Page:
Gentle yoga may help you build muscle strength and improve flexibility. It may also help you relax and improve your mood.
There’s not a lot of research into how yoga specifically benefits people with lipedema. But, in a
Elevating your legs periodically throughout the day may help relieve orthostatic swelling, which is caused by standing. This type of swelling is common during stage 1.
Elevation may also help during later stages when combined with more aggressive treatments.
According to a
The review authors also point out that there is little available research to say whether these are effective.
Additionally, some diuretics, such as furosemide, can worsen lipedema.
It can be challenging to live with lipedema. About
Talking with a mental health professional, such as a therapist, may help you learn coping skills and address body image issues, if you experience them.
Lipedema can also affect social relationships. A
Psychosocial therapy can help people manage and cope with group interactions. If being around family members, friends, or co-workers is challenging for you, psychosocial therapy may help.
Patient education and emotional support
As with any other chronic condition, remaining informed and educated is key. Talking with your doctor about your symptoms and concerns is one way to educate yourself about lipedema.
It may also help to stay connected to other people with lipedema. The Lipedema Project is a good resource for finding online educational resources and support groups.
CDT is a noninvasive treatment that aims to reduce swelling, support lymphatic function, and decrease pain. Healthcare professionals use it to treat lipedema and lymphedema.
CDT consists of:
- Manual lymphatic drainage: This hands-on technique stimulates lymph flow and reduces swelling.
- Exercise: Exercise can help alleviate swelling and strengthen muscles.
- Compression bandaging and garments: Compression can help reduce swelling in later-stage lipedema.
- Skin care: Keeping your skin moisturized and healthy helps reduce the risk of infection.
Manual lymphatic drainage
This gentle massage technique reduces painful swelling in your arms and legs. A massage therapist will use specific hand movements during a two-step process.
First, they will release lymph trapped in soft tissues. This is called clearing.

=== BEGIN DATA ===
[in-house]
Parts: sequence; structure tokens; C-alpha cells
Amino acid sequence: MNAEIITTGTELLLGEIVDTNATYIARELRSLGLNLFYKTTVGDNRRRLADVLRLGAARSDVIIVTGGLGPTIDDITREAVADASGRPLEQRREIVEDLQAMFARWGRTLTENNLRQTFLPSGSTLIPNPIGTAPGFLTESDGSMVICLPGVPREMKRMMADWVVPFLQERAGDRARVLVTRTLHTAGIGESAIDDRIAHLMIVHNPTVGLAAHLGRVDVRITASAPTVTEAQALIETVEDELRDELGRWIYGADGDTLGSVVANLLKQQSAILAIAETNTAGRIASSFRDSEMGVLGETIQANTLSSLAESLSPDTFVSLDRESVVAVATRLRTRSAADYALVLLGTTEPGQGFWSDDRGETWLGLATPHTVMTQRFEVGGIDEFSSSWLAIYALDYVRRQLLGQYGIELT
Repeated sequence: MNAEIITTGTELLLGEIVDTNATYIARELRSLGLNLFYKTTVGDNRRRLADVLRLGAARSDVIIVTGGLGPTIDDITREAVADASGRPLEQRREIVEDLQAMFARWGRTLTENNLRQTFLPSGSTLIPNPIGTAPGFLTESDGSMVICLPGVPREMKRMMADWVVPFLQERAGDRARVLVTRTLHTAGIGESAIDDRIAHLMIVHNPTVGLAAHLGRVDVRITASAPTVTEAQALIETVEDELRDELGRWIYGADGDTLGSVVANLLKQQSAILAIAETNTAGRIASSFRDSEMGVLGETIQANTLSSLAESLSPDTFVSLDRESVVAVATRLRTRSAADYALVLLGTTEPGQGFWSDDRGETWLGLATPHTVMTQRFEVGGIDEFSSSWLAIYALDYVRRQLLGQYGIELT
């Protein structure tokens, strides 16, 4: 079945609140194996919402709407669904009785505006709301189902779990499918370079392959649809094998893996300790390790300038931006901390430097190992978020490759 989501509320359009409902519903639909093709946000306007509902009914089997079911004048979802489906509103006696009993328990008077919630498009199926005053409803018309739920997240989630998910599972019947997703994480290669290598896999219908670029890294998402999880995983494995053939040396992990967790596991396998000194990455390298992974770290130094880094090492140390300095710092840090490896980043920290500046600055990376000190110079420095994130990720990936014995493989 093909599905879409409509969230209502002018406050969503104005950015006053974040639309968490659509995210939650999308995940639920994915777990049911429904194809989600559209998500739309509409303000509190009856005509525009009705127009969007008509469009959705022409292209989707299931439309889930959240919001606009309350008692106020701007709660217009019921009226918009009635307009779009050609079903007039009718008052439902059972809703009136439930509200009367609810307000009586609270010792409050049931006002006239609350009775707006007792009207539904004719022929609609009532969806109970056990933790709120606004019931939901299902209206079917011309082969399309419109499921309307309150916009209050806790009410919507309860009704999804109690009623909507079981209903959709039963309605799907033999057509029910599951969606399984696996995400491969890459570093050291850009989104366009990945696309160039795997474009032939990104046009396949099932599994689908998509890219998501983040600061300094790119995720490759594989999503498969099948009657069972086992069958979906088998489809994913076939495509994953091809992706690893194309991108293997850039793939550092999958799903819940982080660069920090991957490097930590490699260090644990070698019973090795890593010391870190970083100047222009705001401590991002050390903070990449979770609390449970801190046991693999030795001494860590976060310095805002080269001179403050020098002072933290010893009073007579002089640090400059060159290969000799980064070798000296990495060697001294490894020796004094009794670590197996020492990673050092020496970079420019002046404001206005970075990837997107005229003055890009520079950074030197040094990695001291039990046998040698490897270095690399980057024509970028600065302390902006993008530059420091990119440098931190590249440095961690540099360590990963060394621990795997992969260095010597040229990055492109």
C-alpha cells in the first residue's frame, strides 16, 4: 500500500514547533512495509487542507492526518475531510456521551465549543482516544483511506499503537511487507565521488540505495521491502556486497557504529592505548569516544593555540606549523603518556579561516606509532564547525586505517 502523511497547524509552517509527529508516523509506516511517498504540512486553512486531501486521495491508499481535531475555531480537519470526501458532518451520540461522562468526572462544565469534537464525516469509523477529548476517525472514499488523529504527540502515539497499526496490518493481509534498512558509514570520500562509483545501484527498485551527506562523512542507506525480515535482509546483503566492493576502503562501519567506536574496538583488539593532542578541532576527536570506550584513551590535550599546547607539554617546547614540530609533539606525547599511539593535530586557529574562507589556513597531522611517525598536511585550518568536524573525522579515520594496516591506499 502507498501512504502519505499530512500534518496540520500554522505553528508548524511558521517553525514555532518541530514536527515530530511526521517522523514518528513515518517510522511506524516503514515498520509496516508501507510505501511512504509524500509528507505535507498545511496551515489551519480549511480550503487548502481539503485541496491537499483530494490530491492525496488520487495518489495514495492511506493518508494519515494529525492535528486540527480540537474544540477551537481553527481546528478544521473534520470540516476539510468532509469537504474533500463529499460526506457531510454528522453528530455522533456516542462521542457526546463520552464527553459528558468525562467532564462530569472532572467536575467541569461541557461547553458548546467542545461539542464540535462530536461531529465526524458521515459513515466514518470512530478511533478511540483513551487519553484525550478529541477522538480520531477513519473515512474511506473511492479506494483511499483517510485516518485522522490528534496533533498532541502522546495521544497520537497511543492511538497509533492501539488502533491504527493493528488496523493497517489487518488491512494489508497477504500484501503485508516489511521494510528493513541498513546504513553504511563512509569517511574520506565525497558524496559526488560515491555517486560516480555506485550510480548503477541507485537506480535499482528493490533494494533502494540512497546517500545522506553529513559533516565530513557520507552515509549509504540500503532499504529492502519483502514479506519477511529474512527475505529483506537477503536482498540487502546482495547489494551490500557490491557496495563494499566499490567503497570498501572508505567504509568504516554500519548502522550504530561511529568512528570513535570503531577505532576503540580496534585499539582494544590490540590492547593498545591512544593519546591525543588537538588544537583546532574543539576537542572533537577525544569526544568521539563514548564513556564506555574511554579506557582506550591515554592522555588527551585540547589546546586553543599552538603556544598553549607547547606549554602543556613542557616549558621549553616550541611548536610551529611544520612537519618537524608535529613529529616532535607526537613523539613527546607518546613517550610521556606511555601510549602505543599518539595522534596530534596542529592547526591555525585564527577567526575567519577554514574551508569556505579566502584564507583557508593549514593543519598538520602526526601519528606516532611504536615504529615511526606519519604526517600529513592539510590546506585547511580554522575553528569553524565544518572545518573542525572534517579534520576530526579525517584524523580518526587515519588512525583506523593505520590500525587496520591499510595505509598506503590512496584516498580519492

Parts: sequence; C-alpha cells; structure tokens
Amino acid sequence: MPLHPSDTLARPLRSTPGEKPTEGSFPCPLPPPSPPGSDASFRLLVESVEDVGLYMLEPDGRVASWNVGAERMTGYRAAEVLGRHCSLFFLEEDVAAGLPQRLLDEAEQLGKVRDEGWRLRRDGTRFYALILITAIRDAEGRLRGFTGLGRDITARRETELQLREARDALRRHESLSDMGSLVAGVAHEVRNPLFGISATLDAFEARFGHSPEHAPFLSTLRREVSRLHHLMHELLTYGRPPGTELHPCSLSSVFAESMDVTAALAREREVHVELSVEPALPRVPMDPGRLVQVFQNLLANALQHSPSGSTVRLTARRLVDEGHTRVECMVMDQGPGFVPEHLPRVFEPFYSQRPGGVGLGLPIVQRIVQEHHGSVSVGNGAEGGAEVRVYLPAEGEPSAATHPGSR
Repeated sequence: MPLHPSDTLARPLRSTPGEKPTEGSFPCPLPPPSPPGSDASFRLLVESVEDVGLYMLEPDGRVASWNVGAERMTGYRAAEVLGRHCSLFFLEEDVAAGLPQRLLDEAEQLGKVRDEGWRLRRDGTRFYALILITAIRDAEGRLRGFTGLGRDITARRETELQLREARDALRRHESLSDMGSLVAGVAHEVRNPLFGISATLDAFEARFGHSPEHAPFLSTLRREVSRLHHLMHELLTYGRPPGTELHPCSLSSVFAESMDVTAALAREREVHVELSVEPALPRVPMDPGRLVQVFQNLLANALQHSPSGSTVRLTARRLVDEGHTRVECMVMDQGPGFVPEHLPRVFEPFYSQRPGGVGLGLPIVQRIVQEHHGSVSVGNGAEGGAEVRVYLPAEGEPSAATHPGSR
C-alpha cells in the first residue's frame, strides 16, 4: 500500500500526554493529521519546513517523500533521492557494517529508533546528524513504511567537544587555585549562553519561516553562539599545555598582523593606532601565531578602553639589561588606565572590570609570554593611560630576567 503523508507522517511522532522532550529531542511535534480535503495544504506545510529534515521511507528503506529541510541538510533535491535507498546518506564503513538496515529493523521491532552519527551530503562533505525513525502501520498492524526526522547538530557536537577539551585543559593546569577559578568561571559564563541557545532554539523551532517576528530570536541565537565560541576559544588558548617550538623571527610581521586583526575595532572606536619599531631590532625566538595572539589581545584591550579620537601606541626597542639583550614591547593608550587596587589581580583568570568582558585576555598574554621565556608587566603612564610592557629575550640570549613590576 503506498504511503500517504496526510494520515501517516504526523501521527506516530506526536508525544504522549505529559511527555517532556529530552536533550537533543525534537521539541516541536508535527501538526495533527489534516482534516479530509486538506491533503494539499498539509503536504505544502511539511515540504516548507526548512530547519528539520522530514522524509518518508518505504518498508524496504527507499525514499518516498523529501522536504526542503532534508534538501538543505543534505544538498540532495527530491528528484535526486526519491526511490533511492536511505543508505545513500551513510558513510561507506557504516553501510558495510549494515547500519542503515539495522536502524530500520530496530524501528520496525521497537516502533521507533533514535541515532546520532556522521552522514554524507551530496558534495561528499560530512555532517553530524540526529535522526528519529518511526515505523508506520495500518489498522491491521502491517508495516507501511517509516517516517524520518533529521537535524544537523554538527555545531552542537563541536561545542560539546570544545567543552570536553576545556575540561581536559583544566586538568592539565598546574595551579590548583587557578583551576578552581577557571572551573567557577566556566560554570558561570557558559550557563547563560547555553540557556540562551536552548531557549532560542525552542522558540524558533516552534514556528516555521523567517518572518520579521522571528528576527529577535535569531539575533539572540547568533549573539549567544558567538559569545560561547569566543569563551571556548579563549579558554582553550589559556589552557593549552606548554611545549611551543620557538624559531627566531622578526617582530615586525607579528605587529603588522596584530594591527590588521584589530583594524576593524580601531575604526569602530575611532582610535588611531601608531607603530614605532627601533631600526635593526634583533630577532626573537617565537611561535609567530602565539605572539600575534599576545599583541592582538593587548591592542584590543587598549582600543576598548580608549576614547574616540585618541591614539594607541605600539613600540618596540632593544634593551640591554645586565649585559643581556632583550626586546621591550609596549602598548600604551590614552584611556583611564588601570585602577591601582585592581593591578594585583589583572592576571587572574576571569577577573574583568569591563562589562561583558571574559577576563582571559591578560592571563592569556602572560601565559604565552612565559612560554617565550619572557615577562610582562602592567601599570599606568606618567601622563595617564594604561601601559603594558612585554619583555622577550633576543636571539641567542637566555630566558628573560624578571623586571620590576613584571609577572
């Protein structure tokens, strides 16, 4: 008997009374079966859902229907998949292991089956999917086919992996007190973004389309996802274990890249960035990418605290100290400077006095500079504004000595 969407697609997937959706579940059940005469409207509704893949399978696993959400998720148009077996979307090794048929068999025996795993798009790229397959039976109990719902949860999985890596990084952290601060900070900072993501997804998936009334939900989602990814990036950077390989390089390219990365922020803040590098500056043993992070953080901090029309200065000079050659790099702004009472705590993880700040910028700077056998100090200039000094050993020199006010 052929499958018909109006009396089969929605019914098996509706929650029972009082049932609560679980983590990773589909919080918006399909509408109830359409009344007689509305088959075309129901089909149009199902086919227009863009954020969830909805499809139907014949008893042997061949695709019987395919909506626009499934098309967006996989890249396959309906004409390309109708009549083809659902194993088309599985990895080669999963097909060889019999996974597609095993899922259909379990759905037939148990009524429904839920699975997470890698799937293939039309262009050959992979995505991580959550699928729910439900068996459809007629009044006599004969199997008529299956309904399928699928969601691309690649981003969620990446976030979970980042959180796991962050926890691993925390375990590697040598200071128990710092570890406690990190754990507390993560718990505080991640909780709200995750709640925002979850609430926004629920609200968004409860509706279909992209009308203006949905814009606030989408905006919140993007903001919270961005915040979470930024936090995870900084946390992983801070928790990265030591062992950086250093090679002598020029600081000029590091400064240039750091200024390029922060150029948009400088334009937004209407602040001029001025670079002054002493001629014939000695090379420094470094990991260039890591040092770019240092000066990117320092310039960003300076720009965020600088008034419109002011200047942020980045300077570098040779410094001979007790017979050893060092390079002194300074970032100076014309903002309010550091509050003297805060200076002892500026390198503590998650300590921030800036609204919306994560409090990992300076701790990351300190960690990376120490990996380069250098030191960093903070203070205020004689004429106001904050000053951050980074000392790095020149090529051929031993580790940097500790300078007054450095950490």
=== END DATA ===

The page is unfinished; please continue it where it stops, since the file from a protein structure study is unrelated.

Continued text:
Next, they will move the released lymph toward the lymph nodes. This is called reabsorption.
In stage 3 and 4 lipedema, when swelling and SAT buildup are severe, you may need compression therapy. This includes wearing both compression bandages and compression garments.
Compression therapy takes the place of your skin’s natural elasticity. It supports your tissues, which helps reduce pain. It also supports muscle pumping.
If manual compression is not enough to reduce swelling, a doctor may recommend
Pneumatic compression may help soften hard SAT and reduce swelling.
Liposuction is an invasive surgical procedure.
A doctor may choose one of the following types of liposuction to treat lipedema. These procedures may cause less damage to lymph vessels than traditional liposuction or debulking surgery would. They may also be more effective for removing SAT.
During tumescent (local) liposuction, your surgeon will inject a solution containing epinephrine and lidocaine into the areas being treated. Epinephrine helps reduce bleeding and swelling. Lidocaine is an anesthetic.
During surgery, vibrations break up the fat, and a vacuum-like device then removes the fat.
Water-jet liposuction uses a pressure-spray saline solution to dislodge fat. Healthcare professionals may use it to treat early or late stage lipedema. The spray also contains an anesthetic.
Laser liposuction removes fat in areas containing fibrosis (scarred, stiff tissue). Laser liposuction uses the heat from fiber-optic lasers to melt body fat so the surgeon can remove it.
In very advanced stages of lipedema, the fatty tissue may be too scarred for liposuction to be an option.
A doctor may then recommend
Lipedema is a chronic condition that causes buildup of painful and inflamed fat under your skin. It is not caused by consuming too many calories.
The condition runs in families and may have a hormonal cause. However, the exact cause is unknown.
Lipedema worsens over time. In its early stages, it may respond well to conservative treatments. In its later stages, you may need liposuction, a surgical procedure.
This condition can be painful and emotionally challenging. Patient education and support from peers may be highly beneficial.